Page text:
Rolling Stone - 3 stars out of 5 -- "Their first album in five years goes heavy on space-age synths, elegiac guitar cheese and chunky disco beats."
Clash (magazine) - "The audacious guitars that made their debut such a winner are back, but this time they're blended with a more varied collection of sounds and genres."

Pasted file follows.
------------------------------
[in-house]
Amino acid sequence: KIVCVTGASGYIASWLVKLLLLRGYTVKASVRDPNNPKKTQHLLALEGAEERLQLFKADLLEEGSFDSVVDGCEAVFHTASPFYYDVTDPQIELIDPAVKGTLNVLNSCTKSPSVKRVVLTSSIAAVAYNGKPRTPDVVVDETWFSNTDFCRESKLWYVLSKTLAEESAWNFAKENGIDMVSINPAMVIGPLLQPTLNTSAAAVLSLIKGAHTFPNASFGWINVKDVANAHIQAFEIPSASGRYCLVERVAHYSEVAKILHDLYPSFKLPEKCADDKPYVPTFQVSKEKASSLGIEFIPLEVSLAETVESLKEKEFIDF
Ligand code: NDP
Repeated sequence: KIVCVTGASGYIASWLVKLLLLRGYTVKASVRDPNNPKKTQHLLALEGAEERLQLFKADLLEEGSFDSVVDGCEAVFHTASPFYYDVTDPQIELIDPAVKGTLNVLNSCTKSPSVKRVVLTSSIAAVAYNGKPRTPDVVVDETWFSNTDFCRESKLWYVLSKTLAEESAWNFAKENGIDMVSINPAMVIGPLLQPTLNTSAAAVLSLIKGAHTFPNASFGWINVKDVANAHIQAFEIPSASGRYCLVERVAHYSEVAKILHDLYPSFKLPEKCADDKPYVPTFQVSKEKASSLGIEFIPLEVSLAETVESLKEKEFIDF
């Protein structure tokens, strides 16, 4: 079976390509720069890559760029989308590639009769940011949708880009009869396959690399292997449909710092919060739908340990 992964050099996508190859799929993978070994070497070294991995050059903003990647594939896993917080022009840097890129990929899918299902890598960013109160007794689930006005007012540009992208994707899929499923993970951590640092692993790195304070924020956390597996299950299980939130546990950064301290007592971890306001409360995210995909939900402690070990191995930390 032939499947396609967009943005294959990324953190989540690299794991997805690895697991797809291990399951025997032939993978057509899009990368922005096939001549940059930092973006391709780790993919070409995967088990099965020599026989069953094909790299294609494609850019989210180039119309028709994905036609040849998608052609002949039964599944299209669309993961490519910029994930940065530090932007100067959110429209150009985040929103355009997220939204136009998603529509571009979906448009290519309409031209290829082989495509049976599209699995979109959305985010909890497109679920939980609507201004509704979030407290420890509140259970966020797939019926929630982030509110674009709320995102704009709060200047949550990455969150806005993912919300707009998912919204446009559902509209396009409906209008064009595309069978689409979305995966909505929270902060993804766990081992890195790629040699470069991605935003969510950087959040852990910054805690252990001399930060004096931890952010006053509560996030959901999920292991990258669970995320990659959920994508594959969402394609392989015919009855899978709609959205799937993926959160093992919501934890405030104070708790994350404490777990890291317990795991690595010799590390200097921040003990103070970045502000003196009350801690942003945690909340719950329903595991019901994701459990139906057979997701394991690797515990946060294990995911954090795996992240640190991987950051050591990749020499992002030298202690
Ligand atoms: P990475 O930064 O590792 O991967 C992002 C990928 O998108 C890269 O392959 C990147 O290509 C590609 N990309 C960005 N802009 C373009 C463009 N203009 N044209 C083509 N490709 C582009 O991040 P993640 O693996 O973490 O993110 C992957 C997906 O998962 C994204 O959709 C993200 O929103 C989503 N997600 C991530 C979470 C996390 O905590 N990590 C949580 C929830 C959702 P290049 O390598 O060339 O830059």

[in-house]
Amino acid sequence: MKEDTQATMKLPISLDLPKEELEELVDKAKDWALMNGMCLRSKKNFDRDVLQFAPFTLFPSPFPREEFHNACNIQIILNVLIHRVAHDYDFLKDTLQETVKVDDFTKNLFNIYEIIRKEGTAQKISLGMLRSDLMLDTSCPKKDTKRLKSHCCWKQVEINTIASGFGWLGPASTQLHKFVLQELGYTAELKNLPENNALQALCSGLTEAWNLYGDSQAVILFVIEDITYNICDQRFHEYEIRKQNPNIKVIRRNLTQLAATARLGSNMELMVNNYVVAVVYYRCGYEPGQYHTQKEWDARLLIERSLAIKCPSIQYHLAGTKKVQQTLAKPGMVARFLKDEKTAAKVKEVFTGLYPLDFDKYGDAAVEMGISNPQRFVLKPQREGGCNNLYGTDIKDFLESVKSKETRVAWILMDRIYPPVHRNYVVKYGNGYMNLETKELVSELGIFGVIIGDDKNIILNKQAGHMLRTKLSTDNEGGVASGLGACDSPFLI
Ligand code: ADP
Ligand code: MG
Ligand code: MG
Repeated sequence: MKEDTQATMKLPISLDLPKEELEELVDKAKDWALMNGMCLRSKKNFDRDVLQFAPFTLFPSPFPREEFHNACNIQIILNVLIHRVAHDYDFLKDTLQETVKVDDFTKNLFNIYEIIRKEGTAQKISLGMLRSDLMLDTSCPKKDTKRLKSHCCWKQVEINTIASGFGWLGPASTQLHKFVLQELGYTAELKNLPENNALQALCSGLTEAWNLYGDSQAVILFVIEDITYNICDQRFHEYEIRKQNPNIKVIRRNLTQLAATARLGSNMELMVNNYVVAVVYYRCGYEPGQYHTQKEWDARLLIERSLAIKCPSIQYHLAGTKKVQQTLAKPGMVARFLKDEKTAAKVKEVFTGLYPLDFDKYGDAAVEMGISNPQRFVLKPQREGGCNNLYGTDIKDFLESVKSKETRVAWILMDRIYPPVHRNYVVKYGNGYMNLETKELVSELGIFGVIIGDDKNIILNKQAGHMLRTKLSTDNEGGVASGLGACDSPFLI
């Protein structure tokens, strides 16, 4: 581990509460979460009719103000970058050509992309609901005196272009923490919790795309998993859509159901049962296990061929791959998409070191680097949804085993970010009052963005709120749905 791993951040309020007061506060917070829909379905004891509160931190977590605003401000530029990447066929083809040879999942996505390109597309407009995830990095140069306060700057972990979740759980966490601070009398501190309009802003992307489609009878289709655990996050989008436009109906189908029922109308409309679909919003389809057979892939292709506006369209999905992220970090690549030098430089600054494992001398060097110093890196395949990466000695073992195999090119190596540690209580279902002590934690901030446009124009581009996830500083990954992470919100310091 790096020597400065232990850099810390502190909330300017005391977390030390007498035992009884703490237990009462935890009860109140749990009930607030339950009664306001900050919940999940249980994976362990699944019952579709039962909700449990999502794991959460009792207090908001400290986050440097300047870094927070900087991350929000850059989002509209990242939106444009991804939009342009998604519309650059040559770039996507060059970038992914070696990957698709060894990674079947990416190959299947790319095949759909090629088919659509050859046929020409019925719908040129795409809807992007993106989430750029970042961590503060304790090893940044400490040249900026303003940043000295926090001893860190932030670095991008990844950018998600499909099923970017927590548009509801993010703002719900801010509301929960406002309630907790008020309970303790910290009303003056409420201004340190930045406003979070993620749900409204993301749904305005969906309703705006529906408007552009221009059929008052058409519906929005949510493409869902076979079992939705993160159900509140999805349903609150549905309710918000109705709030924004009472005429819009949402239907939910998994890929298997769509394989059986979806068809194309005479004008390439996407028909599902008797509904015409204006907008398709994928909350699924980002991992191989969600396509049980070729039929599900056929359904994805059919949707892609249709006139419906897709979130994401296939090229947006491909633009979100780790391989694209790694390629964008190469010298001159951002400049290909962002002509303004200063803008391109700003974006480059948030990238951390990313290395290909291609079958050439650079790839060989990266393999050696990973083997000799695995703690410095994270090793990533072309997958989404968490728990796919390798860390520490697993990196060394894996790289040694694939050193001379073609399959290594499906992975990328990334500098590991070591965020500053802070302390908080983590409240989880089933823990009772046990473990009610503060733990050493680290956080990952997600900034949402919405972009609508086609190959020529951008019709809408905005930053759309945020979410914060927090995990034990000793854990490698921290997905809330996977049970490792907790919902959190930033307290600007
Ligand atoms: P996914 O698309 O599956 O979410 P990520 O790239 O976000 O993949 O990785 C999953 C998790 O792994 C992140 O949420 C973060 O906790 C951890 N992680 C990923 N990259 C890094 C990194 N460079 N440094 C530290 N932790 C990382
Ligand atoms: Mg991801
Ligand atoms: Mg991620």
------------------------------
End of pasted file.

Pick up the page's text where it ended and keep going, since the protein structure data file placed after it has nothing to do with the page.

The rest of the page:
The duo of Mike Stroud and Evan Mast have stayed remarkably true to the sound they developed on Ratatat's first album, 2004's self-titled affair. Though there have been slight stylistic diversions on the albums that followed, especially on 2008's LP3, their core of neatly wound, double-tracked guitar melodies, thrumming basslines, and tight beats has remained intact. Though it was released five years after its predecessor LP4, a gap that might lead one to think that big changes were brewing, 2015's Magnifique delivers everything fans might expect from a Ratatat album. Stripping away much of the excess instrumentation and frills that adorned the previous two albums, Magnifique mostly sticks to the basics on the way to becoming the duo's most brightly immediate record yet, bouncing between sunny, hook-heavy uptempo tracks that have the kind of manic energy that could lead people to tear off their shirts and seriously lose it on the dancefloor and relaxed, soft rock-inspired songs that serve as a nice soundtrack when one is coming down from those kinds of highs. Almost any song could be lifted from the album for their greatest-hits collection, like the super-catchy "Cream on Chrome" or the driving "Abrasive." Along with all the trademark Ratatat moments, along the way a couple songs deviate from the norm in pleasing ways, like the Santo & Johnny-styled Hawaiian ballad "Drift" that drifts along during the middle section of the album like a soft warm breeze, or the swaying cover of Springwater's 1971 song "I Will Return," which features the guys' first ever vocals. The epic-length dancefloor jam "Nightclub Amnesia" stretches out their usually concise tunes into something expansive and pretty brilliant, easily giving Daft Punk's most recent efforts a run for their money. Throughout the album, the duo's blend of instrumentation proves masterful once again. Every instrument is locked tightly in place exactly where it should be and the little tricks they drop in here and there to keep things interesting work just the way they intended. Magnifique doesn't show a ton of artistic growth or progression; it's more of a rebranding that tightly focuses on their strengths and passes them to the consumer like a sharp, swift punch to the brain and feet. ~ Tim Sendra